Henry Kissinger, the Holocaust survivor and Harvard professor who became a towering U.S. diplomat, master political manipulator and pop culture icon — loved by admirers and loathed by detractors — has died. He was 100.
He died on Wednesday at his home in Connecticut, according to Kissinger Associates.
As President Richard Nixon’s top foreign policy aide, Kissinger helped set out the nation’s grand international strategy of extricating itself from an unpopular war and plotting its relations with two rival communist powers. In Nixon’s second term, Kissinger had to navigate against the backdrop of the Watergate scandal that engulfed his commander in chief’s attention and eventually forced the president out. All the while, he fiercely defended his own political turf.
“My predominant concern during Watergate was not the investigations that formed the headlines of the day. It was to sustain the credibility of the United States as a major power,” Kissinger wrote in his 1982 memoir “Years of Upheaval.” “I became the focal point of a degree of support unprecedented for a nonelected official. It was as if the public and Congress felt the national peril instinctively, and created a surrogate center around which the national purpose could rally.”
Kissinger negotiated America’s exit from the disastrous Vietnam War, sharing the 1973 Nobel Peace Prize with North Vietnam’s Le Duc Tho for a cease-fire agreement that year. Nearly two years later, Nixon’s self-described “peace with honor” collapsed with the fall of Saigon to the Viet Cong during the administration of President Gerald Ford.
Kissinger also crafted the détente policy that thawed the Cold War with the Soviet Union, and he played a pivotal role in breaking down the diplomatic great wall that surrounded Communist China for 2½ decades. Through his shuttle diplomacy, he wrung out agreements between Israel and Egypt and Syria in the wake of the Arab countries’ surprise launch of the 1973 Yom Kippur War.
And in his diplomatic chess game against the Soviets, he supported brutal regimes that were accused of human rights abuses, including in Chile and Pakistan.
Three months after the Watergate break-in on June 17, 1972, Nixon’s national security advisor was confirmed as his secretary of State, becoming the first foreign-born head of that Cabinet department. He continued to serve as national security advisor until three months after Nixon’s resignation in August 1974, and remained as secretary of State until Ford left office in 1977.
In the 1983 book “The Price of Power,” journalist Seymour M. Hersh bashed Kissinger as a double-dealing deceiver. Journalist Walter Isaacson’s 1992 biography “Kissinger” portrayed the former secretary of State as a complicated pragmatist who mastered the art of nuance. In his 2001 book “The Trial of Henry Kissinger,” social critic Christopher Hitchens called him a war criminal. In the 2015 book “Kissinger’s Shadow,” leftist historian Greg Grandin said never-ending wars show the U.S. was still paying the price of Kissinger’s policies. But the same year, a massive biography by conservative historian Niall Ferguson portrayed Kissinger as an idealist who followed the vision of Kant rather than the realpolitik of Clausewitz or Bismarck.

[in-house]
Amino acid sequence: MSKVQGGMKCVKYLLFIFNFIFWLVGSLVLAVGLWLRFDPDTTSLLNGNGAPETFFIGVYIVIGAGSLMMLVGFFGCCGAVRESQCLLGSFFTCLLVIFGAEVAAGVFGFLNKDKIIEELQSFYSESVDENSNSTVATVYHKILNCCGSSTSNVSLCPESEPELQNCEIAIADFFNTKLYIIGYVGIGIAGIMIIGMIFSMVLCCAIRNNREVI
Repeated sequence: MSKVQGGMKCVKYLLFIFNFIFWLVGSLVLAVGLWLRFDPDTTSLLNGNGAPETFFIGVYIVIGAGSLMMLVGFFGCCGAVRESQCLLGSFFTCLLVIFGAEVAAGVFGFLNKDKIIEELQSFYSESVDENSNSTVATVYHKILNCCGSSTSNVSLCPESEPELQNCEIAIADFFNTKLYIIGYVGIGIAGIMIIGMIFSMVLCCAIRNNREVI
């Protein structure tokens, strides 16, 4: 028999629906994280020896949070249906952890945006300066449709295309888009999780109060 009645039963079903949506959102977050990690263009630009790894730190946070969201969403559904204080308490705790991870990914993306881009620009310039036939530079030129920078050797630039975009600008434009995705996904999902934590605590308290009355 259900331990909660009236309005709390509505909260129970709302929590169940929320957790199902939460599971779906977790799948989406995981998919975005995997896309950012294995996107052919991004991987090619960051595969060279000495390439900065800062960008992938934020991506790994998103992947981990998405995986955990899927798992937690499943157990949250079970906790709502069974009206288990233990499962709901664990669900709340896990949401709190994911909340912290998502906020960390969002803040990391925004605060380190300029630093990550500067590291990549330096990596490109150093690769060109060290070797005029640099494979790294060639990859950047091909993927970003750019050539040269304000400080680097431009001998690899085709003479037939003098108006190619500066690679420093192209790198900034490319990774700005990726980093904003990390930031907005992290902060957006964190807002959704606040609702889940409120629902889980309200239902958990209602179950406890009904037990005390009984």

To Barry Gewen, a New York Times Book Review editor, Kissinger’s idealism was based on negativism and pessimism.
“The task for policymakers in his view is a modest, essentially negative one — namely, not to steer the world along some preordained path to universal justice but to pit power against power to rein in the assorted aggressions of human beings and to try, as best they can, to avert disaster,” Gewen said in his 2020 book “The Inevitability of Tragedy: Henry Kissinger and His World.“
More recently, Kissinger was among the high-profile board members in Elizabeth Holmes’ Theranos Inc. before the blood-screening company melted down in 2018 amid fraud charges. Another board member was Kissinger’s fellow Nixon administration colleague George Shultz, whose grandson worked at Theranos and turned out to be a key whistleblower against Holmes.
And Kissinger kept up with geopolitics even late in his life. He drew criticism for suggesting in May 2022 that Ukraine should cede some land to Russia to achieve a peace deal. Those comments came about three months after Russian forces invaded Ukraine. Later, speaking via video link in January 2023 to the World Economic Forum in Davos, Switzerland, Kissinger said Russia must be given the opportunity to one day rejoin the international system following any peace deal in Ukraine and dialogue with the country must be ongoing.
“This may seem very hollow to nations that have been under Russian pressure for much of the Cold War period,” he said. However, he added that it was important to avoid an escalation of conflict between Russia and the West as a result of it feeling the war had become “against Russia itself.”